Are You an Emotional Spender?

Photo of the woman with the wall of the shoppingWe’ve all used the term “retail therapy.” Whether you are on this site to help beat debt or just to stay financially savvy, you no doubt recognize the impulse and addiction of spending money – whether you have it or not. Left unchecked, a “shopping addiction,” also known as emotional spending is as dangerous as a food or alcohol addiction because it creates the same environment of lies, damaging behavior and long term (financial) health risks.

While we all work hard to save money on groceries, health and beauty products, and even diapers, this does not make us immune to emotional spending practices or impulse buying. And, while a certain degree of emotional spending, just like indulgences in food and alcohol, can actually be healthy, it is important to recognize the signs of a problem and work to stop it or get help.

What Is Emotional Spending, Exactly?

Many people spend money to ease stress in other areas of their life or to “celebrate” successes. Remember, there is no harm in engaging in this practice at a small level. For example, going out for a $5 latte after a stressful meeting at work or getting that new blouse you had your eye on after landing a big contract. Instead, it is the inability to stop such actions or the over indulgence in them which defines the compulsive spender. It’s like eating dessert – one slice of cake is okay on occasion. Half a cake in one sitting or one slice every day quickly becomes a problem.

4 Signs that You Are an Emotional Spender

While our culture is already attuned to recognize other addictive habits such as eating and drinking, so much of our media and daily lives revolves around spending money and material possessions that it is hard to recognize when buying nice things, even things you don’t need, has crossed the line into a real problem. Clearly, mounting credit card bills that you cannot pay is an obvious sign, but there are plenty of people who have emotional spending problems who either (1) hide it, or (2) aren’t in debt – yet. Here are four signs that your own spending is about to cross the line into a problem:

1. You often regret your purchases.

Our culture is based on instant gratification and a lot of times the desire to “feel better” about something leads us to seek it even more. Buyer’s remorse is a common symptom of emotional spending since real, fulfilling purchases are as much about the items themselves as the delay between wanting them and having them. When you make a good purchase, one you planned and saved for, you will not feel bad afterwards.

2. You buy items you don’t want because other people have them.

The “keeping up with the Joneses” mentality goes hand-in-hand with emotional spending. You are buying something for the benefit of others, not yourself, which speaks to a deeper psychological issue in which your spending is fueled by the emotions you feel as a result of other people’s approval of your purchases rather than the purchases themselves.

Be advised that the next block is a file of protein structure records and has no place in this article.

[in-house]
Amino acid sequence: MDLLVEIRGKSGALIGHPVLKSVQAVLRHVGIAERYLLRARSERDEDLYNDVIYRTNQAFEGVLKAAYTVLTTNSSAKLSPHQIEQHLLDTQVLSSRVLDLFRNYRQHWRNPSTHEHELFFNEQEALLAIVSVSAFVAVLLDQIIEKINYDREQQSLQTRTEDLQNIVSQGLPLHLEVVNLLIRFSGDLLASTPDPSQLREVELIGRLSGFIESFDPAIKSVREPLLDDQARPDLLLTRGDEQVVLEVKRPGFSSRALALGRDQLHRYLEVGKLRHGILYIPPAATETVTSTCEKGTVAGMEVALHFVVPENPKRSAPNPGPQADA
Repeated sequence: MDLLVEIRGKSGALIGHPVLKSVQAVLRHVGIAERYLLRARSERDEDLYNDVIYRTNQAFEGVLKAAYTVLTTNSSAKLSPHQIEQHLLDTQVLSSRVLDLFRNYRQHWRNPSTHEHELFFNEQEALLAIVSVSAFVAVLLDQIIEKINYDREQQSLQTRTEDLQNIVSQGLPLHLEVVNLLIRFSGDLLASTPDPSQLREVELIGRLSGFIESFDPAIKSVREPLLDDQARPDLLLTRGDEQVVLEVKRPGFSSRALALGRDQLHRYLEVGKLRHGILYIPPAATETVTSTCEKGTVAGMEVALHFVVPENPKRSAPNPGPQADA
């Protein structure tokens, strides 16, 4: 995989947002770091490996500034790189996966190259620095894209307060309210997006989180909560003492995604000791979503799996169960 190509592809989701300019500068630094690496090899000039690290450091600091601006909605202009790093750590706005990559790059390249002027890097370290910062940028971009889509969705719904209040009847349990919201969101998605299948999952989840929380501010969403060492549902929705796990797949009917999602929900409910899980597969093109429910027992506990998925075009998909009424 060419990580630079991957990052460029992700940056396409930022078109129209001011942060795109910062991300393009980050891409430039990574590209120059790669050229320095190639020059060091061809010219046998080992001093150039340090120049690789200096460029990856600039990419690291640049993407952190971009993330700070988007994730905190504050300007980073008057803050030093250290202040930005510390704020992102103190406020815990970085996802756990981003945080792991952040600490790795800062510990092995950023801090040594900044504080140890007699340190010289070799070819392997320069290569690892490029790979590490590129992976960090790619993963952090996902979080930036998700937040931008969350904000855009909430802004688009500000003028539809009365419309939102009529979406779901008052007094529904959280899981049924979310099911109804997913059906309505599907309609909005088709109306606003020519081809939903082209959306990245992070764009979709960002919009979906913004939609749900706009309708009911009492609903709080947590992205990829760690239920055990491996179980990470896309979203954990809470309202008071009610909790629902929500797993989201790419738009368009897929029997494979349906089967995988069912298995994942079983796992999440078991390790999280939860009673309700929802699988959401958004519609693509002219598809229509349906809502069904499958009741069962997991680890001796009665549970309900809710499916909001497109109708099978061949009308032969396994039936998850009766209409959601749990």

3. You return more items than you keep.

This goes right along with #1 above. When you feel remorse over purchases, you may not always keep them, but that doesn’t mean that it wasn’t a mistake to buy them in the first place. While returning items is better than having a closet full of unworn clothes and a credit card bill full of unpaid charges, it feeds into the viscous cycle of emotional spending.

4. You feel the need to “justify” your purchases.

Whether to yourself or others, justifying the purchases you make in order to feel better about making them by using phrases such as “I deserve it” or “It was such a great deal” speaks more towards the need for a self-esteem boost than a shopping trip. When something else is lacking in your life, filling it with “stuff” only eases the pain in the short term.

How to Beat an Emotional Spending Habit

Recognizing that you have an emotional spending problem is only half the battle. It is also important to control it. This starts with taking stock of your purchases and recognizing your triggers – whether they are stress or success-based. Just like alcoholics need to stay out of bars, you need to steer clear of the mall and online stores when in a highly emotional state, if not completely.

In the same breath, it is also incredibly important to recognize the fact that sometimes you can’t control this problem on your own. Just like an overeater or compulsive gambler, getting professional help to deal with the emotions that lead you to spend is also important. There are support groups and therapists, not to mention financial professionals, who can help you tackle both your spending habits and their causes.

**Are/Were you an emotional spender? What tips can you provide others to help them control this habit and get their spending back on track?**

4 Signs That You Are An Emotional Spender

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